By YOCHI J. DREAZEN
Fort Carson, Colo.
Maj. Gen. Mark Graham is on the frontlines of the Army's struggle to stop its soldiers from killing themselves. Through a series of novel experiments, the 32-year military veteran has turned his sprawling base here into a suicide-prevention laboratory.
[Suicide] Photo illustration by John Kuczala
One reason: Fort Carson has seen nine suicides in the past 15 months. Another: Six years ago, a 21-year-old ROTC cadet at the University of Kentucky killed himself in the apartment he shared with his brother and sister. He was Kevin Graham, Gen. Graham's youngest son.
After Kevin's suicide in 2003, Gen. Graham says he showed few outward signs of mourning and refused all invitations to speak about the death. It was a familiar response within a military still uncomfortable discussing suicide and its repercussions. It wasn't until another tragedy struck the family that Gen. Graham decided to tackle the issue head on.
"I will blame myself for the rest of my life for not doing more to help my son," Gen. Graham says quietly, sitting in his living room at Fort Carson, an array of family photographs on a table in front of him. "It never goes away."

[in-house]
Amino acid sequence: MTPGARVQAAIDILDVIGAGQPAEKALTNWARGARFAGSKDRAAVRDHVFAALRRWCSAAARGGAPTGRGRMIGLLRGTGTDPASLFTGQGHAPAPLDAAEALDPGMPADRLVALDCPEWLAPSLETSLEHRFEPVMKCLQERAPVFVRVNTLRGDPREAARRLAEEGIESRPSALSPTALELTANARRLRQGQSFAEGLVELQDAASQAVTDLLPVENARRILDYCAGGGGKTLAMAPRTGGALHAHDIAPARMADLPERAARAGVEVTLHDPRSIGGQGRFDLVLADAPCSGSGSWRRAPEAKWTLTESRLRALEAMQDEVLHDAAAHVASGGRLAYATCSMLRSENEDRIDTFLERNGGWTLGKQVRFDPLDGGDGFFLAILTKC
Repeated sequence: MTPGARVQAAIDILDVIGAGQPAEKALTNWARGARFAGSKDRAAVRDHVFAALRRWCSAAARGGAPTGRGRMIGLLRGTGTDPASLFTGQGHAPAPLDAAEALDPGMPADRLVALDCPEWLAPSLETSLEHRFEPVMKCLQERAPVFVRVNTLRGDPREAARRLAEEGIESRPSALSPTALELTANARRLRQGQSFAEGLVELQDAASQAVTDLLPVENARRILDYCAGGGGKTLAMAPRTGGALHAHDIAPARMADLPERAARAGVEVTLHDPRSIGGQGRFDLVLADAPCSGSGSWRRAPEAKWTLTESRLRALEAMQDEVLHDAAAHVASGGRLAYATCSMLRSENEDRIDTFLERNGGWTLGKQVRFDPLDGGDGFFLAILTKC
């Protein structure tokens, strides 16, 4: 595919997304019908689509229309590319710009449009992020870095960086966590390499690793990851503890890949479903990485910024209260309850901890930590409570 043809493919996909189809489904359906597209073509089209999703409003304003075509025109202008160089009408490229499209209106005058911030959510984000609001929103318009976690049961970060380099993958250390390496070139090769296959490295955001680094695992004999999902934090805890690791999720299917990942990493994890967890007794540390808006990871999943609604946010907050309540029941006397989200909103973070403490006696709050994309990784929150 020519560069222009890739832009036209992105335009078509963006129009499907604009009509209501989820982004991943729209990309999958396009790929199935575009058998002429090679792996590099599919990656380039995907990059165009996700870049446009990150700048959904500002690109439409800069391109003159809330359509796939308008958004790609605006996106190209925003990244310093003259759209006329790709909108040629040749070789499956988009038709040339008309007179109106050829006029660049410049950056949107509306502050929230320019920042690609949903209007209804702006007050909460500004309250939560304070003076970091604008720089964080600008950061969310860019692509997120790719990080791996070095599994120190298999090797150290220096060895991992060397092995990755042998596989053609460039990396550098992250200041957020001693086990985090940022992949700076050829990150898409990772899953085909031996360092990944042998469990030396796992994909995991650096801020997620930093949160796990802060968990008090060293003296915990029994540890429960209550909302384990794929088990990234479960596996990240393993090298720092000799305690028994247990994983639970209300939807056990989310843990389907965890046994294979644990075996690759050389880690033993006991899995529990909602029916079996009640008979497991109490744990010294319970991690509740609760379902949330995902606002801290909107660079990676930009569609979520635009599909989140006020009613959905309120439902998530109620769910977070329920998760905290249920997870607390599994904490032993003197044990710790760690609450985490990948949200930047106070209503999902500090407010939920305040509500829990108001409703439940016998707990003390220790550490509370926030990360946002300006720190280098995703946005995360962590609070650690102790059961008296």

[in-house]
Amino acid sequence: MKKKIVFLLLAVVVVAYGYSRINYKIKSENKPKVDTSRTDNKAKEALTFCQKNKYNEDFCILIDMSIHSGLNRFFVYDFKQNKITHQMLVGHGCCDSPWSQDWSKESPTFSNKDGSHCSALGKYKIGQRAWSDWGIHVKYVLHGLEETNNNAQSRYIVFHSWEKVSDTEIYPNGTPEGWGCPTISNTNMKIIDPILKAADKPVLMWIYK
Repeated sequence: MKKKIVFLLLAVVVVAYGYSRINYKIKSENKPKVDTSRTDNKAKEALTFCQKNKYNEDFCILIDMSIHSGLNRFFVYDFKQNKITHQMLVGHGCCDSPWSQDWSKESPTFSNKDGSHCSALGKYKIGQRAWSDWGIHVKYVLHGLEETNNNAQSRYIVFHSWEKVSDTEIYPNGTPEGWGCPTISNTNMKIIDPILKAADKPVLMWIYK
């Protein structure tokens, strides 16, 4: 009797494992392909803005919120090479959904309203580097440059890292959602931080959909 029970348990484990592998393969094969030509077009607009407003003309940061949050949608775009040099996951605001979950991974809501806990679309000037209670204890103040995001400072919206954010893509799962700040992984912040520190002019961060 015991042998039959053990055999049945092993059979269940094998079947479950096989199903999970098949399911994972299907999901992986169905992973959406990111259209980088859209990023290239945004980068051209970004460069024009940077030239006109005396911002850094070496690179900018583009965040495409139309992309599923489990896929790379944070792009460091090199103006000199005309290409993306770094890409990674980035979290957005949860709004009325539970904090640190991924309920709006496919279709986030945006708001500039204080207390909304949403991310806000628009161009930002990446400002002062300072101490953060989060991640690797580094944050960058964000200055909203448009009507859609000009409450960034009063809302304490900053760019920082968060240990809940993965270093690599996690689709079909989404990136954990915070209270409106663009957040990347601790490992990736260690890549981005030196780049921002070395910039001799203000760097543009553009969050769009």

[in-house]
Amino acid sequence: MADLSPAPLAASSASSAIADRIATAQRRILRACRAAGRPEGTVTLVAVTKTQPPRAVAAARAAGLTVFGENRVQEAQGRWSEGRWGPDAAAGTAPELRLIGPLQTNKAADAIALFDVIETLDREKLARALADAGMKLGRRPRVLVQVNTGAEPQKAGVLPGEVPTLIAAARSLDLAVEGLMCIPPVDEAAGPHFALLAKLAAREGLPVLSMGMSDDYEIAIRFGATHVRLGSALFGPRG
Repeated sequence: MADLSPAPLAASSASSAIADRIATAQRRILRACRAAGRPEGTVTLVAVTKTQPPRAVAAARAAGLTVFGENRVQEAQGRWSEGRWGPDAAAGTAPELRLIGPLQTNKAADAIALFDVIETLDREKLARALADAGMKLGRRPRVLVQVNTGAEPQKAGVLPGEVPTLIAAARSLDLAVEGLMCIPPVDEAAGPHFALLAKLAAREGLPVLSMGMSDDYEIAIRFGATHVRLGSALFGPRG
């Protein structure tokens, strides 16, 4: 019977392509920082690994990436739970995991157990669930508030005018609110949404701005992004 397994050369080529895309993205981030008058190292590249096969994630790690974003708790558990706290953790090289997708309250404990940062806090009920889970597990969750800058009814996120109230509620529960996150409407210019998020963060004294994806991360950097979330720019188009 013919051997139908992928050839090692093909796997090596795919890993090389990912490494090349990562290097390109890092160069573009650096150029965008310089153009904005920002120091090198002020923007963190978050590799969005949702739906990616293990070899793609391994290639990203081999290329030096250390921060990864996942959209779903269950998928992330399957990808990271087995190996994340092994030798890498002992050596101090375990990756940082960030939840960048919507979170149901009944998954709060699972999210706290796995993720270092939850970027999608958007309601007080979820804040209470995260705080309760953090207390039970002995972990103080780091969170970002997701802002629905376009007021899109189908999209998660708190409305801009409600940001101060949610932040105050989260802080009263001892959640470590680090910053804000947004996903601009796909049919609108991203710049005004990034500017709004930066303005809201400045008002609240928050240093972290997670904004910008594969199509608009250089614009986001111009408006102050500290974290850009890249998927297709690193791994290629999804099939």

Suicide is emerging as the military's newest conflict. For 2008, the Pentagon has confirmed that 140 soldiers killed themselves, the highest number in decades.
At a Senate hearing last week, Gen. Peter Chiarelli, the Army's vice chief of staff, told lawmakers that 48 soldiers have already committed suicide in 2009. The figure puts the Army on pace for nearly double last year's figure. "I, and the other senior leaders of our Army, readily acknowledge that these current figures are unacceptable," Gen. Chiarelli said at the hearing.
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